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In November, the MakerEd Project Challenge was made to Thingiverse users: design projects to help educators bring 3D printing into the classroom. Finalists were entered into a lottery to win a MakerBot Replicator Desktop 3D printer, and they could submit as many designs as they wanted, so long as they met the qualifications. Perhaps that explains why there were 785 entries in a challenge with a deadline of February 28, 2016. Over a month later, a winner and runners up have been announced; can you imagine being a judge and sorting through that many design entries?

The winner of this year’s MakerEd Project Challenge is 14-year-old Tuna Tumer (“TnaTmr”) of Turkey, who contributed a Fillet Gauge. Tumer got the idea while watching Noe Ruiz from Adafruit’s Layer by Layer while he designed a case for the Apple TV remote. As Tumer explains:

make4“And when he was trying to measure the fillet he couldn’t get an exact measure so he had to guess. And I’ve had this issue as well when designing stuff with a curve. Then I thought: how can I solve that? Well I have a printer, and a computer, so why not make something on my own. I tried to do something simple, both to design and print. With this, you can measure most curves on objects, like a phone’s corner for example. I think this will be quite useful for people that are trying to design something that is to fit an object. Its also very easy to use.”

The fillet gauge design started with a simple sketch with fillet sizes ranging from 1 to 12 mm, then the sketch was extruded to a “modest 2 mm.” The numbers were initially engraved onto the gauge, but they were difficult to read so Tumer switched to extruding them on the gauge as well. Since this is an education project, Tumer also lists the objectives of the project, which is geared toward students grades 5-10 who already have some experience with advanced modeling software. These are the project’s overall objectives: “Learn new designing tips; design objects from a reference that has fillets; learn how to design objects that are to fit something with fillets; get experience in design softwares like Fusion 360; learn new vocabulary such as; fillet, arc, corner and their use in design softwares.” Sounds educational to me!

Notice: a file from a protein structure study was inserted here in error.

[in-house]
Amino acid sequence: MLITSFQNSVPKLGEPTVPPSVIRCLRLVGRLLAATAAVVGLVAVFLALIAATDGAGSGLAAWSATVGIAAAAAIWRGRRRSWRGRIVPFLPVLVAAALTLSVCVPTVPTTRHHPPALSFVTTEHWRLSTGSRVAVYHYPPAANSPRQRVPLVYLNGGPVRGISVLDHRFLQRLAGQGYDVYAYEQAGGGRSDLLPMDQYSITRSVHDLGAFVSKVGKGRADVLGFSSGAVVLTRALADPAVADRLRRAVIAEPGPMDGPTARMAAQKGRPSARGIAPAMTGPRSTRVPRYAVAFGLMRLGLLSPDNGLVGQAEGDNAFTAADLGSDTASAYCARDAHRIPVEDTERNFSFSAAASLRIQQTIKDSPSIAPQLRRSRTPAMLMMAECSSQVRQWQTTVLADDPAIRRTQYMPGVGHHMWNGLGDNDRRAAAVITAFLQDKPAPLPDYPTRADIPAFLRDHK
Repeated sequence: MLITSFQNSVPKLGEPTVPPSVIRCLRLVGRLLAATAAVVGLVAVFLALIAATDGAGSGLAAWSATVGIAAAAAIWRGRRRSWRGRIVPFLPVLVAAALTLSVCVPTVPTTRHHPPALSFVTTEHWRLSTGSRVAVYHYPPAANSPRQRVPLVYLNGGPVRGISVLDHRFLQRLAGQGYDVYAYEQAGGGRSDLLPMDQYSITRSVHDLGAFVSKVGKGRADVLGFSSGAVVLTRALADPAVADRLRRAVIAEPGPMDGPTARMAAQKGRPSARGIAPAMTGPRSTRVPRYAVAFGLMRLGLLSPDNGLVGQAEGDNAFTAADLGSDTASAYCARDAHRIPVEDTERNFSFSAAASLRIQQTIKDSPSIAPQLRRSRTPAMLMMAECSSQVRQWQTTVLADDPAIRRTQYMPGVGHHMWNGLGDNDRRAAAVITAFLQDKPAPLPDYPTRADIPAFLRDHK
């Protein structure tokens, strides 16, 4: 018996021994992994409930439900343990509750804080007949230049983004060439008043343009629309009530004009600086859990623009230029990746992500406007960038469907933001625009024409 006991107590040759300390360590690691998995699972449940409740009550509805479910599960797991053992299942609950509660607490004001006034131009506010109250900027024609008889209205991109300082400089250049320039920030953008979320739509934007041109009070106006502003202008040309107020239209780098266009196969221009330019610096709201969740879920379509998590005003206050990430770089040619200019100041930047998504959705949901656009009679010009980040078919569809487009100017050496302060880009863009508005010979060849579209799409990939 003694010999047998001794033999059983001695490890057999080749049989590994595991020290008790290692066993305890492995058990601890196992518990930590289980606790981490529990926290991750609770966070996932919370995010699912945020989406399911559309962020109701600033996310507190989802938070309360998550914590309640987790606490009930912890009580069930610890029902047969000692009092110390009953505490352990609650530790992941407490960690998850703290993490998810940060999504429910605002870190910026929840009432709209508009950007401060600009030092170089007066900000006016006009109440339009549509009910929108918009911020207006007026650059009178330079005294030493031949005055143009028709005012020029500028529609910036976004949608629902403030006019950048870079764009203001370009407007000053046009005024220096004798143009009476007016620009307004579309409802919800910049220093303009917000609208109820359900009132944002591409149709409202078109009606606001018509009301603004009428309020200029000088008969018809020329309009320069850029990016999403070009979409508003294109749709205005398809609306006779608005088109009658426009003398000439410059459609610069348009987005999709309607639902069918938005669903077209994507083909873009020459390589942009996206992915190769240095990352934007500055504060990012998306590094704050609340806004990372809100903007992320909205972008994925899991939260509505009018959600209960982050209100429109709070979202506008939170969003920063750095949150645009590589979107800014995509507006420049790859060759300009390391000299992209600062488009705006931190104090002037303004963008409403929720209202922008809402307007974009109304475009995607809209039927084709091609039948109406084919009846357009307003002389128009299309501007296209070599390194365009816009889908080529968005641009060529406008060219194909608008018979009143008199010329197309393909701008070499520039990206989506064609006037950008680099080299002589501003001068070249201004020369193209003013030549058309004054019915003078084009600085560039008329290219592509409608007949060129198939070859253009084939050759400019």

Other challenge winners include a pulley system, a chemistry and biology kit, a mousetrap racer, an ultimate parametric box,  a dividing head, a lever principle and equilibrium, a gear education set, an introduction to parametric education,  and a sine and cosine waves stencil. Wow. Those are lots of cool 3D printed education-themed objects that were competing for that MakerBot Replicator 3D Printer.

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But when all is said and done, Tuna Tumer is the one fortunate to walk away with a new 3D printer, and all other runners up received one roll of MakerBot filament. In the meantime, 785 new projects were generated that can help teachers introduce beginning and more advanced 3D printing ideas to their students. What do you think of the winning entries? Discuss in the MakerEd Project Challenge Winner forum over at 3DPB.com.

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